The study shines a light on why some Millennials are postponing home purchasing, underscoring a clear interest in being able to pick up and go when their lease is up rather than being tied down by a mortgage.
“When you own a place, especially in a dynamic labor market as we have today with such a low unemployment rate, you miss out on some employment opportunities because you’re not as flexible,” said Kapfidze. “And for Millennials who maybe are kind of early in their career, that might be a consideration that, hey, if I go back to renting, that opens up more job opportunities for me because I become more mobile.”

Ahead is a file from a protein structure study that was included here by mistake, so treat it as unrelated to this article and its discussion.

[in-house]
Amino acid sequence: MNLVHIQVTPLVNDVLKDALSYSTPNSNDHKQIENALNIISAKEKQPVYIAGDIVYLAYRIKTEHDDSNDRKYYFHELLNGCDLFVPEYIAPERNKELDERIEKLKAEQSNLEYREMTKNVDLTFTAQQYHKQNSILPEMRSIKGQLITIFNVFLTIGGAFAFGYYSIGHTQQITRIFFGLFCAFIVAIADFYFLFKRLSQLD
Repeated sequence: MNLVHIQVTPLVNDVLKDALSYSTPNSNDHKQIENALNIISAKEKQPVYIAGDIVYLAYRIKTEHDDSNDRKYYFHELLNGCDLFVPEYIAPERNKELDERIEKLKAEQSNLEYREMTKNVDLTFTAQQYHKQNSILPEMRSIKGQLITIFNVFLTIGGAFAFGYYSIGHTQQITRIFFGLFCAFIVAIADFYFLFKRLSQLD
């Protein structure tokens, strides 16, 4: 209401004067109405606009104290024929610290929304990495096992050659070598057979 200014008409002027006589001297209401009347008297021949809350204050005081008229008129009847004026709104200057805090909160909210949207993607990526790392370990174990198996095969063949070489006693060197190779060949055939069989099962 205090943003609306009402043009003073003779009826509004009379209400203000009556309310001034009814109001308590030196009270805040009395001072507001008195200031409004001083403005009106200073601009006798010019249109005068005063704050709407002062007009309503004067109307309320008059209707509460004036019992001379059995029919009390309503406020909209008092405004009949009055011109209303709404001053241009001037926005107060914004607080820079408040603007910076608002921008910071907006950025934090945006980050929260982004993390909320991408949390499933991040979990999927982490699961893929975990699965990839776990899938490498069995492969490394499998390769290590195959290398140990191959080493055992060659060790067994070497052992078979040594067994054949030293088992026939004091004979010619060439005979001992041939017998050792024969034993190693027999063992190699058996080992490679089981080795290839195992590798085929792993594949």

And then there is the belief that renting is like throwing money away, but Kapfidze said that’s not necessarily the case.
“The reason homeownership works so well is, in a way, it’s almost like a forced-savings tool because the equity that you build in your home is not liquid so that enables your wealth,” he explained. “But there are a lot of people who if you rent and you have this discipline to actually maintain your other kinds of financial accounts and savings accounts, you can build equity that’s not real estate equity but maybe stock market equity or other types of financial instruments, and that’s another way to build wealth. It’s more about your overall financial management and how you look at your total liquid assets and liabilities and how you manage those.”